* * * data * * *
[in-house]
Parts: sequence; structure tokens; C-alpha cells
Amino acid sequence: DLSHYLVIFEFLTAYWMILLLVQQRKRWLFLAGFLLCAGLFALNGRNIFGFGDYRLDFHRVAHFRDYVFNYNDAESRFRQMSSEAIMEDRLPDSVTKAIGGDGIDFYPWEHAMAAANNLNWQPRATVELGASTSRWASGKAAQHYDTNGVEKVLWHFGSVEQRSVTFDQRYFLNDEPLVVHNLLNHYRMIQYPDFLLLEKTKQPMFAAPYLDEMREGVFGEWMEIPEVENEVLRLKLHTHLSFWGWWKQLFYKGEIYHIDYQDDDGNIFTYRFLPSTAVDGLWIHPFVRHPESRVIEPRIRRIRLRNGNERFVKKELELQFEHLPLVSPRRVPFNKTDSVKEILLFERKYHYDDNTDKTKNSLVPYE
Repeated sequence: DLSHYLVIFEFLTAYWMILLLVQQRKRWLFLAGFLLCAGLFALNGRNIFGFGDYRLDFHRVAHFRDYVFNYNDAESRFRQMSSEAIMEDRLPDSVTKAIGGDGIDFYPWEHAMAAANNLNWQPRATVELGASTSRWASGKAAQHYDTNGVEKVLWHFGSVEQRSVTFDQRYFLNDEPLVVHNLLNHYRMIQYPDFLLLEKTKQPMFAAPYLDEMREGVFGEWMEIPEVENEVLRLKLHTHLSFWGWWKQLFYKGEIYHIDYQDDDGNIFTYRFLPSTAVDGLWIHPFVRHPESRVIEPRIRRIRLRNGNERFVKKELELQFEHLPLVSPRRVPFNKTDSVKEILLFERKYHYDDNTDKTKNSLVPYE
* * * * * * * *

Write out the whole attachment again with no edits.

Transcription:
[in-house]
Parts: sequence; structure tokens; C-alpha cells
Amino acid sequence: DLSHYLVIFEFLTAYWMILLLVQQRKRWLFLAGFLLCAGLFALNGRNIFGFGDYRLDFHRVAHFRDYVFNYNDAESRFRQMSSEAIMEDRLPDSVTKAIGGDGIDFYPWEHAMAAANNLNWQPRATVELGASTSRWASGKAAQHYDTNGVEKVLWHFGSVEQRSVTFDQRYFLNDEPLVVHNLLNHYRMIQYPDFLLLEKTKQPMFAAPYLDEMREGVFGEWMEIPEVENEVLRLKLHTHLSFWGWWKQLFYKGEIYHIDYQDDDGNIFTYRFLPSTAVDGLWIHPFVRHPESRVIEPRIRRIRLRNGNERFVKKELELQFEHLPLVSPRRVPFNKTDSVKEILLFERKYHYDDNTDKTKNSLVPYE
Repeated sequence: DLSHYLVIFEFLTAYWMILLLVQQRKRWLFLAGFLLCAGLFALNGRNIFGFGDYRLDFHRVAHFRDYVFNYNDAESRFRQMSSEAIMEDRLPDSVTKAIGGDGIDFYPWEHAMAAANNLNWQPRATVELGASTSRWASGKAAQHYDTNGVEKVLWHFGSVEQRSVTFDQRYFLNDEPLVVHNLLNHYRMIQYPDFLLLEKTKQPMFAAPYLDEMREGVFGEWMEIPEVENEVLRLKLHTHLSFWGWWKQLFYKGEIYHIDYQDDDGNIFTYRFLPSTAVDGLWIHPFVRHPESRVIEPRIRRIRLRNGNERFVKKELELQFEHLPLVSPRRVPFNKTDSVKEILLFERKYHYDDNTDKTKNSLVPYE